Washington starts this week at home for a four-game bout with the Braves before going to Philadelphia for a three-game series. Their schedule remains fairly light throughout the majority of April, especially if their starting pitching can continue to hold down the fort.
2. New York Mets (2-3)
The Mets split their two-game World Series rematch versus the Royals to open up the year and dropped two of three at home against NL East rival Philadelphia. Matt Harvey hasn’t looked like himself in his initial two starts, giving up 7 runs over 11.2 innings and only striking out 5 batters. The rest of the staff has looked very good, however. Noah Syndergaard delivered a scoreless outing against the reigning World Series champs and Bartolo Colon shows he can still make plays at 42 years old (and deliver a quality start in the process).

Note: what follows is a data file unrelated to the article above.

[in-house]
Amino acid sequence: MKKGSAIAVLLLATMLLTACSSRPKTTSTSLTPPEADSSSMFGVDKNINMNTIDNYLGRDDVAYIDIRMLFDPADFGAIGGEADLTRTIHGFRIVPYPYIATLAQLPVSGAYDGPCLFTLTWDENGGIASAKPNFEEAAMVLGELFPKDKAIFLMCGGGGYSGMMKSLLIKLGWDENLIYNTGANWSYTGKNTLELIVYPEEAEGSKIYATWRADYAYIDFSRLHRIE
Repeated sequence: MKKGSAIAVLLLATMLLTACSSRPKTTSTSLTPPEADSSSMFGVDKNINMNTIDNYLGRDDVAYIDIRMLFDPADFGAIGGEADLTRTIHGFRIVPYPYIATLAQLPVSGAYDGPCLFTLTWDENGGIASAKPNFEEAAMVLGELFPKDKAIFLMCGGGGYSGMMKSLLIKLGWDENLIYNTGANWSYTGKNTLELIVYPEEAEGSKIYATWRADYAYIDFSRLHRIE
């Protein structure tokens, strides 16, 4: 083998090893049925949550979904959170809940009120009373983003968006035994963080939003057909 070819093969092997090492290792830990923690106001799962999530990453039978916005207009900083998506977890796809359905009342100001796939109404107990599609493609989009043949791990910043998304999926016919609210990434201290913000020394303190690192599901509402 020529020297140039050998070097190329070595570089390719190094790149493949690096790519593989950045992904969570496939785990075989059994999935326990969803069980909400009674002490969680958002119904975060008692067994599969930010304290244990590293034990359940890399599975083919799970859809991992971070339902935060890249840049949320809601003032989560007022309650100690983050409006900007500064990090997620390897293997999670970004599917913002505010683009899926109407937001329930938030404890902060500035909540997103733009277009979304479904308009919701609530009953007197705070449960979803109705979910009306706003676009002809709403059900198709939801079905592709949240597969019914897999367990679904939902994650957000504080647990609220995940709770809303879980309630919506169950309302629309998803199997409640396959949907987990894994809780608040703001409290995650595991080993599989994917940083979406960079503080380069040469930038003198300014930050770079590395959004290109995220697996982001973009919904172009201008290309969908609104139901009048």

Unfortunately for Colon and the rest of this Mets rotation, the offense has been quiet to start 2016. The Mets would end up shouldering Colon with a loss 1-0 in that game despite a strong 7.1 innings of work. The top average on the team is already below .300 with David Wright hitting .267 through 5 games. Neil Walker is producing runs at the plate, leading the team with 5 RBI, but other than that the Mets bats have been very quiet. Yoenis Cespedes, definitely seen as the potential spark offensively for this team is hitting just .200 and leads the team with 7 strikeouts.
Mets fans came into the season knowing that their offense would just have to provide enough run support for a stellar rotation. But with Matt Harvey in an early slump and Jacob deGrom potentially going on paternity leave, they may have to step it up and provide more at the plate. New York hosts Miami for three games before heading to Cleveland for a three-game series.